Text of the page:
The mealtime question you shouldn’t ask a toddler
When it comes to feeding toddlers, most parents hit the trials and tribulations of toddlerhood around three years of age, when their toddler starts to get picky, afraid of food, or sticks to the same old fare. This normal stage of development—called the picky eating phase—often prompts frustration, self-reflection, and the almost desperate question directed to the toddler: “Sweetie, what would you like to eat?”
Here’s where parents get it all wrong.
Do they really think they’ll get a thoughtful, balanced response about food from their toddler?
A reply like, “Well, Mommy, I would like some shrimp, green beans, rice pilaf and milk?”
As if a toddler would list off a litany of healthy food items or a meal reflecting the ideal balance of food groups!
Most toddlers will only offer food suggestions they know and like. So forget about hearing a request for anything they haven’t yet tried. Yes, you can forget about artichokes, tomatoes, and whole wheat pasta. And, most likely, toddlers will request their favorite foods, not only because that’s what they know, but also because that’s what they love. Hot dogs, macaroni, and peanut butter, anyone?
Don’t be surprised if your toddler asks for the exact meal he or she just had, or the reprise of an old favorite.
The downside of asking what your toddler wants to eat is the response you get and the ensuing “No, we aren’t eating that now…”
If you want to get your toddler to eat a range of different foods, do the following:
Don’t ask your toddler what he or she wants to eat.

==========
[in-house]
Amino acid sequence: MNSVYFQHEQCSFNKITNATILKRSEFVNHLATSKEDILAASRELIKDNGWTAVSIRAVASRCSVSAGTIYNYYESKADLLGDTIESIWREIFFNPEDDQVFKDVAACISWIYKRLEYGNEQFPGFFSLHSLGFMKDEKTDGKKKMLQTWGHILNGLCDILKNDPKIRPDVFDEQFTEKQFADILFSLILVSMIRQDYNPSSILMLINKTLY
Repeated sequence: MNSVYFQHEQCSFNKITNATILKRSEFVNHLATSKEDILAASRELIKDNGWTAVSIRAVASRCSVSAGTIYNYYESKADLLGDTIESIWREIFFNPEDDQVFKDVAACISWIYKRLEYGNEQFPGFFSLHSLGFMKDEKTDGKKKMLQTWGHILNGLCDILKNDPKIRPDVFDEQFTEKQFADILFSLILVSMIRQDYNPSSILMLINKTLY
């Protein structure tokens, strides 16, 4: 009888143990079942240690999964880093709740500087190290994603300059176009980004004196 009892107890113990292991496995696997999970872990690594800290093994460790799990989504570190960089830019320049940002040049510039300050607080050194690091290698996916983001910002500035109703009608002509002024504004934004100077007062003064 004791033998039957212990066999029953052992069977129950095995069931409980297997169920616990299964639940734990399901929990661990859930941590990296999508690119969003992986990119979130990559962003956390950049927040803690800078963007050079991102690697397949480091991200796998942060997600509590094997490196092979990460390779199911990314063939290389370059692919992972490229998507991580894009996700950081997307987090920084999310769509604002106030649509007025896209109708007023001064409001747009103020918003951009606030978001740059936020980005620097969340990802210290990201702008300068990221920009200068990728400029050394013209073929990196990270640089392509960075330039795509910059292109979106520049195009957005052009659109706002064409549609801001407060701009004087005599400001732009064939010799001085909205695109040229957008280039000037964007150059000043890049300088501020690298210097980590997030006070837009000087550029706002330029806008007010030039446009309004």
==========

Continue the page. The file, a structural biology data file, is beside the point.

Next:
Rather, give him or her two options to choose from—options you have decided are best to eat. Ask your toddler if he or she would like cherries or grapes, bread or crackers, or yogurt or cheese. This way, you can assure a variety of foods are offered each day, helping your toddler along the path of learning about new foods while allowing him or her to have a say in the matter.
I asked my 2.5 year old what she wanted for lunch yesterday and she said “noodles.” I asked her what she wanted for dinner and she said, “noodles.” This has become her favorite kind of food lately. I have found it the easiest to just not ask what they want but instead give them something I know that they like. They can either eat it or not and most of the time they choose to eat it.
Remember, too, young children have a limited vocabulary and short memory so they tend to ask for foods they recently ate! Take advantage of the learning curve and name foods repeatedly so they learn about food also.
Great advice! This is something I need to work on with my 3 year old.